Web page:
Moore’s Law gives us the ability to pack more power into a chip, but without Dennard Scaling, these chips would be power-hungry monsters. Dennard Scaling tackles this issue by allowing transistors to shrink while keeping their energy consumption in check.

This perfect teamwork has led to:

Smaller and lighter devices: Laptops that were once the size of suitcases are now thin and light. Mobile phones that were once clunky bricks are now powerful pocket computers.

Increased functionality: With more transistors available, we can add more features to our devices, like high-resolution cameras, complex games, and powerful video editing capabilities.

Improved battery life: Thanks to Dennard Scaling, our devices don’t need to be tethered to a wall outlet all the time. We can enjoy longer battery life on our laptops and smartphones.pen_spark

What Dennard Scaling does?

Dennard’s model of MOSFET scaling gives us a way to make electronic parts smaller with each new technology upgrade. Imagine we have a shrinking machine that reduces these parts by 30%.

Here’s what happens when we use this shrinking machine:

  • The size of each part becomes 30% smaller, making them take up less space.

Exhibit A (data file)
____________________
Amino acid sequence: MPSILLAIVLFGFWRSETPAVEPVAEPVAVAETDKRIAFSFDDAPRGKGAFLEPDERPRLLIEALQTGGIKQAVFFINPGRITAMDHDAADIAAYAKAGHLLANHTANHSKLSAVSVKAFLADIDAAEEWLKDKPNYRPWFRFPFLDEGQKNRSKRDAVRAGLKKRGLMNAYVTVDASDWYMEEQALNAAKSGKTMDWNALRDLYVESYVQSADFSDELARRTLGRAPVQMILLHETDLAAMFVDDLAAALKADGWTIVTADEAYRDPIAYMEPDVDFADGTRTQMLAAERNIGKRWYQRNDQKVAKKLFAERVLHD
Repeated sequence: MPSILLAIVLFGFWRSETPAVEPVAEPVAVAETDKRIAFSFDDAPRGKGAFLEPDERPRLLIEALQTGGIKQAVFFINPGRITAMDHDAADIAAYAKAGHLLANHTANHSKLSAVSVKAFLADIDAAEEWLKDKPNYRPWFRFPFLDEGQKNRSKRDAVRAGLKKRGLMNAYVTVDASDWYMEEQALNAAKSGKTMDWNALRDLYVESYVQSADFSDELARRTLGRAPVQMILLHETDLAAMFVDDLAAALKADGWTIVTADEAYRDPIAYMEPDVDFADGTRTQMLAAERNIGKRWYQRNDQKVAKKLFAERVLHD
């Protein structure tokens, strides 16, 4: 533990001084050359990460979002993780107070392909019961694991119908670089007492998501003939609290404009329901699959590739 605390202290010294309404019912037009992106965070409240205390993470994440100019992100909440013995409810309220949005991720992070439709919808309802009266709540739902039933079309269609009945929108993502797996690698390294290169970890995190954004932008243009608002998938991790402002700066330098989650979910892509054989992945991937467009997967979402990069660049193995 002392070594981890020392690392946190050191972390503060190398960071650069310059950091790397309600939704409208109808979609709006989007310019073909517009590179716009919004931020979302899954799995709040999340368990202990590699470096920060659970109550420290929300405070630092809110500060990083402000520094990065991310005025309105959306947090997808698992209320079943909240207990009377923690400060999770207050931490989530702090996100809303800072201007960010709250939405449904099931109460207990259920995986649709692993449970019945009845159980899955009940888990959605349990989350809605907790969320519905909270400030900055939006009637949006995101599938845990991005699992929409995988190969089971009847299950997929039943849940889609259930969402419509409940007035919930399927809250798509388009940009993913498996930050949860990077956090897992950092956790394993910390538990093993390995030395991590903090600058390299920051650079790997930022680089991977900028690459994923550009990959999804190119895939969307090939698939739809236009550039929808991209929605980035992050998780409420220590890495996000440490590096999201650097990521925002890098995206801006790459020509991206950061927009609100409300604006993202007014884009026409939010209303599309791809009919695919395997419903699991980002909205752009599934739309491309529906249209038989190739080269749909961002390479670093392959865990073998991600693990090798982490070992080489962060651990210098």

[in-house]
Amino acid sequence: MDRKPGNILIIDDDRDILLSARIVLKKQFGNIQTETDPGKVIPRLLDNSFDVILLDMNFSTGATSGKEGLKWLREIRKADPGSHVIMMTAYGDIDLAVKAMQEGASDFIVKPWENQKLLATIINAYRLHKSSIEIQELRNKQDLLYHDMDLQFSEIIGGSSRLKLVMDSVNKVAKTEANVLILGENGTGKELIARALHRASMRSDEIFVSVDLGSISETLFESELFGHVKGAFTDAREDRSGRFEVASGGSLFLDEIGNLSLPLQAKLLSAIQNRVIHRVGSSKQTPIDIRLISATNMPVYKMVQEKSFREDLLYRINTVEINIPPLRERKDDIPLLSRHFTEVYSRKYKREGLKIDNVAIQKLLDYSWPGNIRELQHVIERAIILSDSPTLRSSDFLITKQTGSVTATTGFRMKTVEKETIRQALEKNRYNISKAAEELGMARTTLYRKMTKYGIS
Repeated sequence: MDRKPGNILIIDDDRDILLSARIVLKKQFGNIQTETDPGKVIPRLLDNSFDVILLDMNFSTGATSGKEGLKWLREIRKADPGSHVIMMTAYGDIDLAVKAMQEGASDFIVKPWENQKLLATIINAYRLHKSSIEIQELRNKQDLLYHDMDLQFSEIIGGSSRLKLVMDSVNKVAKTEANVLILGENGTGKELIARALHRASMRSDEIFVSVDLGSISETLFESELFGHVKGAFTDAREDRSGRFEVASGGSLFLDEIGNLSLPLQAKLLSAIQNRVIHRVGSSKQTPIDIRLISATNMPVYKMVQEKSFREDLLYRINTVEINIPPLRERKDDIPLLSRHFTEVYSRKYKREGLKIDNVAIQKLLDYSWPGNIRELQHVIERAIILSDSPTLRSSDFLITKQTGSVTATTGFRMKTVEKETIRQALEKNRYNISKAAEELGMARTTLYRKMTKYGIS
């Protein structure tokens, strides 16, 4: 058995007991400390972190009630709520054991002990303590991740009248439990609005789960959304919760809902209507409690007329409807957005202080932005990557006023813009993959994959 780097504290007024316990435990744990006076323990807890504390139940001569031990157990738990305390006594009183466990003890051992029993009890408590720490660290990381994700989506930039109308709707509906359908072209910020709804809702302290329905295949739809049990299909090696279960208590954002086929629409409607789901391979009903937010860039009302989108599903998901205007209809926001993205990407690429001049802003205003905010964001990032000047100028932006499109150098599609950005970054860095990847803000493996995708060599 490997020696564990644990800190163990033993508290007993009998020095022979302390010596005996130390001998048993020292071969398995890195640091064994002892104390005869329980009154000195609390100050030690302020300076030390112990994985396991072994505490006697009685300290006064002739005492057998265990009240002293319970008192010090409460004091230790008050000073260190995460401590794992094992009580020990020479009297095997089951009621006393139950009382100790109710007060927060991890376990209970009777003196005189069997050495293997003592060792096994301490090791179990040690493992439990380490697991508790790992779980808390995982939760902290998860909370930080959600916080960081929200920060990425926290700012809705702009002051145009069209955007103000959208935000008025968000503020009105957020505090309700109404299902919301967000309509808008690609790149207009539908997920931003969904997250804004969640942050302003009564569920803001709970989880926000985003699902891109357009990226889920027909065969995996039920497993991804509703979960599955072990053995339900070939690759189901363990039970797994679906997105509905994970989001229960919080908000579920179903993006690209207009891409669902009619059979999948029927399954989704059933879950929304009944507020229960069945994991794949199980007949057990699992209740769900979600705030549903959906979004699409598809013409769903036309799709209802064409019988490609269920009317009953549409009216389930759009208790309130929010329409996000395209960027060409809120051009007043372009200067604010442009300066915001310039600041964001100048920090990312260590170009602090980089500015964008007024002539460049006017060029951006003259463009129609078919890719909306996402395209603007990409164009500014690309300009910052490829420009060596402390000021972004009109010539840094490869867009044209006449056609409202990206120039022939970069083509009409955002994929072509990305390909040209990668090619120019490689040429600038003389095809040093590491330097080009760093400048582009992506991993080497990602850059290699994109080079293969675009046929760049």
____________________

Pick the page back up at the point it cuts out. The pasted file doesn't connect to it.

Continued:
• The way these parts store energy becomes 30% less, which helps them use less power.
  • We also need to adjust the energy they use, so we make the energy they get 30% less too.
  • Other things like how fast they work and how much power they need also become 30% less.

Because of all these changes, the parts can work faster, about 40% faster to be exact. They also use less power, about 50% less.

So, even though they’re smaller, they become more efficient and faster.

In simple terms, this means that every time we make these parts smaller using Dennard’s model, they become faster, use less power, and fit better in our devices.

The Golden Era of Faster, Powerful, and Efficient Devices

Back in the day, Dennard scaling was a game-changer. It enabled engineers to boost the power of devices without draining excessive energy.

Think about it: we could have faster computers, smarter phones, and sleeker gadgets without worrying too much about batteries draining like sand through fingers.

The beauty of this rule was that it made technology advancement feel like a breeze, as we harnessed more power without the dreaded energy consumption spike.

When Good Things Start to Face Challenges